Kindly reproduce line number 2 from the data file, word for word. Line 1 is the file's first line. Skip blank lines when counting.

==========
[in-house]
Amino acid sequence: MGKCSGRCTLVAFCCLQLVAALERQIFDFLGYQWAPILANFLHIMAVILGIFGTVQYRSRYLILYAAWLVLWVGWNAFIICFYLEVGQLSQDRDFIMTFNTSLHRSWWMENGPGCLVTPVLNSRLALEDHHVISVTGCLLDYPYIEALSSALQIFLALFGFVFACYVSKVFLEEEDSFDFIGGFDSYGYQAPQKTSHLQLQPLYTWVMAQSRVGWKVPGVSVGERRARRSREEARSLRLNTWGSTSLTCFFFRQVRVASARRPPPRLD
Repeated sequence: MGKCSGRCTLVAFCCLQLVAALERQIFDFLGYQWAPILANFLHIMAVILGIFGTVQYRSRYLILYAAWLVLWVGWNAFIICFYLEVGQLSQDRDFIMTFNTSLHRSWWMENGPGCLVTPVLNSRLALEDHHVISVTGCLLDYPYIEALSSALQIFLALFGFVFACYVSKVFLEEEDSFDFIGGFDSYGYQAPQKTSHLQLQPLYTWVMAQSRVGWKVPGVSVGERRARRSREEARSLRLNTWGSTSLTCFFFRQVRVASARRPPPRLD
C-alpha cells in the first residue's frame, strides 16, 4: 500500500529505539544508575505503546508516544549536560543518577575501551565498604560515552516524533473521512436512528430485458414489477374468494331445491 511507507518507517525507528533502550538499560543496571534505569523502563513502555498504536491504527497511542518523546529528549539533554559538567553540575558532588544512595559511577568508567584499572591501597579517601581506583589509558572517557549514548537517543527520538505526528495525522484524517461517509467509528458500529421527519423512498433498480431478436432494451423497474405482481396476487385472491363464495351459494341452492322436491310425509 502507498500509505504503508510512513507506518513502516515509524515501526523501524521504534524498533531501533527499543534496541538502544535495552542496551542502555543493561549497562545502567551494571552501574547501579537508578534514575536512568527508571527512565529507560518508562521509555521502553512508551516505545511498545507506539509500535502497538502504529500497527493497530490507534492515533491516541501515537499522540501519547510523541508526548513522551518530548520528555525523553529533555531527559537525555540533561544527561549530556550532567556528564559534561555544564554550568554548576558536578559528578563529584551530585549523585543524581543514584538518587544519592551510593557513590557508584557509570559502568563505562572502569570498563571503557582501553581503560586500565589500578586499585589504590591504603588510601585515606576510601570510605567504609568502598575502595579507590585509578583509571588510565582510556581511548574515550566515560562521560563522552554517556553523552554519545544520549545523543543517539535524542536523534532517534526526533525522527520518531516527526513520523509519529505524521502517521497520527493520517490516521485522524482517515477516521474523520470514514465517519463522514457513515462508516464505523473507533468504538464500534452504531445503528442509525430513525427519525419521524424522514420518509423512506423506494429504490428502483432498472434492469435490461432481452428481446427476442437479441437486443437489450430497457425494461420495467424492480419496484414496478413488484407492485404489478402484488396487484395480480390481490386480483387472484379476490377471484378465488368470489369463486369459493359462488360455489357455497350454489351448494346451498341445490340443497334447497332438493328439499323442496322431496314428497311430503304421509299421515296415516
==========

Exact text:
Amino acid sequence: MGKCSGRCTLVAFCCLQLVAALERQIFDFLGYQWAPILANFLHIMAVILGIFGTVQYRSRYLILYAAWLVLWVGWNAFIICFYLEVGQLSQDRDFIMTFNTSLHRSWWMENGPGCLVTPVLNSRLALEDHHVISVTGCLLDYPYIEALSSALQIFLALFGFVFACYVSKVFLEEEDSFDFIGGFDSYGYQAPQKTSHLQLQPLYTWVMAQSRVGWKVPGVSVGERRARRSREEARSLRLNTWGSTSLTCFFFRQVRVASARRPPPRLD